Your personal identity is your most precious resource. Personally identifiable information (PII), like your full name, birthdate, social security number, contact info and payment data, helps define you to the rest of society — and if someone else gets ahold of your PII, they can cause irreparable damage to your finances and your future.
Most often, identity thieves operate online, where they function semi-anonymously to scam unwitting users out of valuable personal information. Because identity theft can result in harm for years to come, you need to know about all the ways that cybercriminals are stealing identities online and how to avoid succumbing to them.
Phishing is perhaps the simplest form of online attack, but it continues to be among the most effective. Phishing attacks can follow various formats, from legitimate-looking emails from companies to direct messages from strangers on social media, but they always involve requests for sensitive information, like account passwords and personal social security numbers. To avoid succumbing to phishing attacks, you should practice good cyber hygiene, such as avoiding clicking links in emails and social media messages and verifying a message’s accuracy before following its requests.
2. Data Breaches
More and more cybercrime is targeting businesses because businesses tend to store excessively large amounts of valuable data on their devices and networks. While there is little that you can do to increase the security of organizations, you can limit the amount of sensitive information you give to insecure companies. You should avoid submitting more than absolutely necessary to make accounts with businesses, and if a business cannot give a suitable reason for requesting certain types of information, like your social security number, you might opt not to use that company’s services. Then, to keep track of your information amidst security breaches, you might use an internet security suite that offers ID theft protection, which will track your data across the web.
Long gone are the days when hooligans developed malware for laughs. Today, malware tends to be a highly sophisticated tool that allows cybercriminals to gain access to your network, devices and data, which they will steal for their own benefit. Different types of malware compromise the security of your identity in different ways, so you should strive to avoid malware altogether with comprehensive security across your digital systems and smart cyber hygiene.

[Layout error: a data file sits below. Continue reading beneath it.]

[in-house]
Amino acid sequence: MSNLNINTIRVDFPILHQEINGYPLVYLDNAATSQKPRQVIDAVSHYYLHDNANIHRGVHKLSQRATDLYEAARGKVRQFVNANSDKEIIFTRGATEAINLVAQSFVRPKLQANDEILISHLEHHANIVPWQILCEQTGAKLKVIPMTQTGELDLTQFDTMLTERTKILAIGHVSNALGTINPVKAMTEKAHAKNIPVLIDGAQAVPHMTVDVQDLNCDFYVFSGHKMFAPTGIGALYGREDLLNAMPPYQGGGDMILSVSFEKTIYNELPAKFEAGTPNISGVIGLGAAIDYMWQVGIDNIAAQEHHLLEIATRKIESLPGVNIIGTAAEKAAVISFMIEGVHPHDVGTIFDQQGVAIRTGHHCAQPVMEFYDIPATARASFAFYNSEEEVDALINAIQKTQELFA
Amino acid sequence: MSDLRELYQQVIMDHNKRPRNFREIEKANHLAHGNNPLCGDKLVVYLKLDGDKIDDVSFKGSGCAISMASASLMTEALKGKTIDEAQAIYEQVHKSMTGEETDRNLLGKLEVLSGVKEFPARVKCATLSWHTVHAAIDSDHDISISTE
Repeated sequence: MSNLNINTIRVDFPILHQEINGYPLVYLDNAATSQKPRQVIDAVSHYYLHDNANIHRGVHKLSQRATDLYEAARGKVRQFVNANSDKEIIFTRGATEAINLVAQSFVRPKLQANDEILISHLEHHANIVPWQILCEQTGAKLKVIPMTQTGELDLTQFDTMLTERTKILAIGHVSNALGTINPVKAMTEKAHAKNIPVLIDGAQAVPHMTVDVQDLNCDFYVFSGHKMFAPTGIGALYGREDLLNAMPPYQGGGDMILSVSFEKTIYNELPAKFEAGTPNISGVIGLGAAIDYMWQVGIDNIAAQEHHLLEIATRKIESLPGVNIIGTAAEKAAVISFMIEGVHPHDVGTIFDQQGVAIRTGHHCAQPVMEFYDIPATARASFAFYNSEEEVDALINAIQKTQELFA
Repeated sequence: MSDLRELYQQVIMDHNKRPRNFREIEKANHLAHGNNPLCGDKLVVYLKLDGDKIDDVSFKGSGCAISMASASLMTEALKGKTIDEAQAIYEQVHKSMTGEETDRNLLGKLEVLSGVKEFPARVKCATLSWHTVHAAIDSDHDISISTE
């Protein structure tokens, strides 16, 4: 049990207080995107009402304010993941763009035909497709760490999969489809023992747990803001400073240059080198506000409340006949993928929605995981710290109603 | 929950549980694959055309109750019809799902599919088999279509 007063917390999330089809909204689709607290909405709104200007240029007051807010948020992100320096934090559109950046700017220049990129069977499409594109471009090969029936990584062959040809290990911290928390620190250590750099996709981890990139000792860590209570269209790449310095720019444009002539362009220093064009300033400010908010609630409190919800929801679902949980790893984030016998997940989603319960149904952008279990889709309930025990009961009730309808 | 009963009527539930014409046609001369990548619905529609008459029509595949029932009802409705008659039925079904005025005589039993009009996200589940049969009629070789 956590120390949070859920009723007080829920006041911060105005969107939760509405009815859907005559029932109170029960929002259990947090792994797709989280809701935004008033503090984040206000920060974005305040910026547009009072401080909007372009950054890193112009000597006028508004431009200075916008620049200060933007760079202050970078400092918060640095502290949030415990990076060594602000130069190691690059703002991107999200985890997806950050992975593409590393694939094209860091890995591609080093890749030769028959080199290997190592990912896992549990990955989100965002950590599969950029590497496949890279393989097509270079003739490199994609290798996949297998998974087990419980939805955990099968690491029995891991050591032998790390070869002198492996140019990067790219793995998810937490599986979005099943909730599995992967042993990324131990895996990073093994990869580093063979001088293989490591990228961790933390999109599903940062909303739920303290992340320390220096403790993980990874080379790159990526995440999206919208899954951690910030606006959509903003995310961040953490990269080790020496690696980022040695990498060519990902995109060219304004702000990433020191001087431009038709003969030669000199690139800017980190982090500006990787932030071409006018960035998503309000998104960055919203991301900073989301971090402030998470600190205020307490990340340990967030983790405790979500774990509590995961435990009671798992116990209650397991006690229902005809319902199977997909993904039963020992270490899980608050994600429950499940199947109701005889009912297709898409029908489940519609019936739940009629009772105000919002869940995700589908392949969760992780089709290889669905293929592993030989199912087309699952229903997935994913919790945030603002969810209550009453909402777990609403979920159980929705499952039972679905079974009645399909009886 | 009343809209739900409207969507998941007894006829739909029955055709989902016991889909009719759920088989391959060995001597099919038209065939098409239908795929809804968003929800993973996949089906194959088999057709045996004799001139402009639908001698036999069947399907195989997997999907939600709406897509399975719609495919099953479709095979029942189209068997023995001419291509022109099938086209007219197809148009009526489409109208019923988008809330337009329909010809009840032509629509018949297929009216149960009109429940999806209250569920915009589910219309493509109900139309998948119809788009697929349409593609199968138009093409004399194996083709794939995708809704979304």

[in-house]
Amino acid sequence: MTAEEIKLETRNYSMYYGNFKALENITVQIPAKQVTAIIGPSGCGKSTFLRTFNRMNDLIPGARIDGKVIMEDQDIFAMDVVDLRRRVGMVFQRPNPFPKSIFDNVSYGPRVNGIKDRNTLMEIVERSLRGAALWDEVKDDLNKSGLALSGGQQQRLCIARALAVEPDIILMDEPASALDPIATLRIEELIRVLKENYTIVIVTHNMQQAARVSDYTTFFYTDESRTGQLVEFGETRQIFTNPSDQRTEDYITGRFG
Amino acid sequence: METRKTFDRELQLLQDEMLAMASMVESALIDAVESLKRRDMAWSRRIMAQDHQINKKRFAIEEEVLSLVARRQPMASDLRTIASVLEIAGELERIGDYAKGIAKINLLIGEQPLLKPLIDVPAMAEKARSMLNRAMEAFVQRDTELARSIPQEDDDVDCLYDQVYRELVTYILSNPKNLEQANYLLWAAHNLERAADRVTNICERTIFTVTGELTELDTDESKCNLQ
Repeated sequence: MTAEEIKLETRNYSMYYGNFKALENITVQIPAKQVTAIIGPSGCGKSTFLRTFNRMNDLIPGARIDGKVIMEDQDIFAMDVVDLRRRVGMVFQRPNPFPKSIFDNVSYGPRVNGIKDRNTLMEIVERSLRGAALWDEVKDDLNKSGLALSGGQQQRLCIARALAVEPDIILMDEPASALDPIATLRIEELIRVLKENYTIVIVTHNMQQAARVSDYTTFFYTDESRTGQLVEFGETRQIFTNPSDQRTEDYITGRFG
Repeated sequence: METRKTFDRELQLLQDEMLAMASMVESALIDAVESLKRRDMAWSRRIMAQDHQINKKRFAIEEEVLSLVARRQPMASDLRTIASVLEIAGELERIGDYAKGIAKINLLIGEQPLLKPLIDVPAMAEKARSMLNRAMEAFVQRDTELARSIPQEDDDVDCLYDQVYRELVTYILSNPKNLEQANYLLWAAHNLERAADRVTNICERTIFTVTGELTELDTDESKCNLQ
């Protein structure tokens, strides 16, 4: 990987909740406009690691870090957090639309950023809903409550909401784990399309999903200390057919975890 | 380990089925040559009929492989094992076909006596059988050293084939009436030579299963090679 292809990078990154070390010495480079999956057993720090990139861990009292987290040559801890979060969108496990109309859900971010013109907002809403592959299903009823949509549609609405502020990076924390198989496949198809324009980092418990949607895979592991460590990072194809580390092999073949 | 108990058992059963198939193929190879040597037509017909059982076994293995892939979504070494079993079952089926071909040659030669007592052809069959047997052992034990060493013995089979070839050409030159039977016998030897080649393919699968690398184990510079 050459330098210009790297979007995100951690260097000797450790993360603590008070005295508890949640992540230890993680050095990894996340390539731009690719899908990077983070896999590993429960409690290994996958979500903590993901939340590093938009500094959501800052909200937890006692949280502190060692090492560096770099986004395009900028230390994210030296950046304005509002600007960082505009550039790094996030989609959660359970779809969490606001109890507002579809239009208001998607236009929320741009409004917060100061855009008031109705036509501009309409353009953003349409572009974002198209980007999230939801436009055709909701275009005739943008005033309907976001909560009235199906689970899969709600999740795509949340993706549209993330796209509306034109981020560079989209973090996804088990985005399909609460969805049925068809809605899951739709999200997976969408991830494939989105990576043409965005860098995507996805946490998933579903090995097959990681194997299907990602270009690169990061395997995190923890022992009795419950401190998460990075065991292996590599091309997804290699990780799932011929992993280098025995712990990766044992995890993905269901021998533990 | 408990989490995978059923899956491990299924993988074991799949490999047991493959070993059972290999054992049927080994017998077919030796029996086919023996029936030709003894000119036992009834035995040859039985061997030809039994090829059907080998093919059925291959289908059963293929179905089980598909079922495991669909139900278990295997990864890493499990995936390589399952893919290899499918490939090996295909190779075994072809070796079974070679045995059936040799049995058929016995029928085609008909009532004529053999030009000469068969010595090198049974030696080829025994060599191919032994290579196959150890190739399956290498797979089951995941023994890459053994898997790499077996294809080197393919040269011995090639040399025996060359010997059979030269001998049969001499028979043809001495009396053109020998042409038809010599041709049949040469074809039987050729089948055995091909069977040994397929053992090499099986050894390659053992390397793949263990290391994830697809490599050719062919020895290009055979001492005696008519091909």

Hackers access your devices and data not through specially designed computer programs but by taking advantage of insecure connections. When you use a public network, like a Wi-Fi connection in a coffee shop, without adequate protections, hackers can easily infiltrate your device and access your data. You should avoid public networks whenever possible, and if you absolutely must log onto a public network, you should use a virtual private network to thwart hackers.
5. Searching Social Media
Sometimes, cybercriminals do not need to launch any kind of attack to obtain the information they need to steal identities. Social media tends to encourage users to share personal information, which savvy thieves can collect and use to access various online accounts. Sometimes, users overshare so significantly that identity theft is possible just through the readily available info on social media pages and posts. Right now, you should delete any personally identifiable information on your social media pages, to include your full name, your birthdate, your home address and more, and you should avoid posting this kind of content going forward.
6. Weak Passwords
In 2023, the most common passwords are as follows:
Many cybercriminals will run through lists of the most common passwords or use easily discovered information like kids’ names and birthdates to brute-force their way into users’ online accounts. From there, they can perpetrate identity theft with ease. You should change your passwords to use strong combinations of letters and characters that no one will be able to guess, using a secure password manager to keep track of your complex codes.
7. Discarded Devices
Your old devices contain astonishing amounts of information about you. If you donate your old computers or phones, identity thieves can retrieve your old data with relative ease. You need to be careful to erase your old devices fully, eradicating all evidence of yourself, before you allow your devices to leave your ownership. With some exceedingly old devices, it might be safest to remove the hard drive or destroy the device rather than allow the possibility of lingering data to fall into the wrong hands.
In every corner of the web, criminals are lurking in the hopes of stealing your data and absconding with your identity. You need to take precautions to keep your data safe, which means avoiding the above ways that identity thieves operate.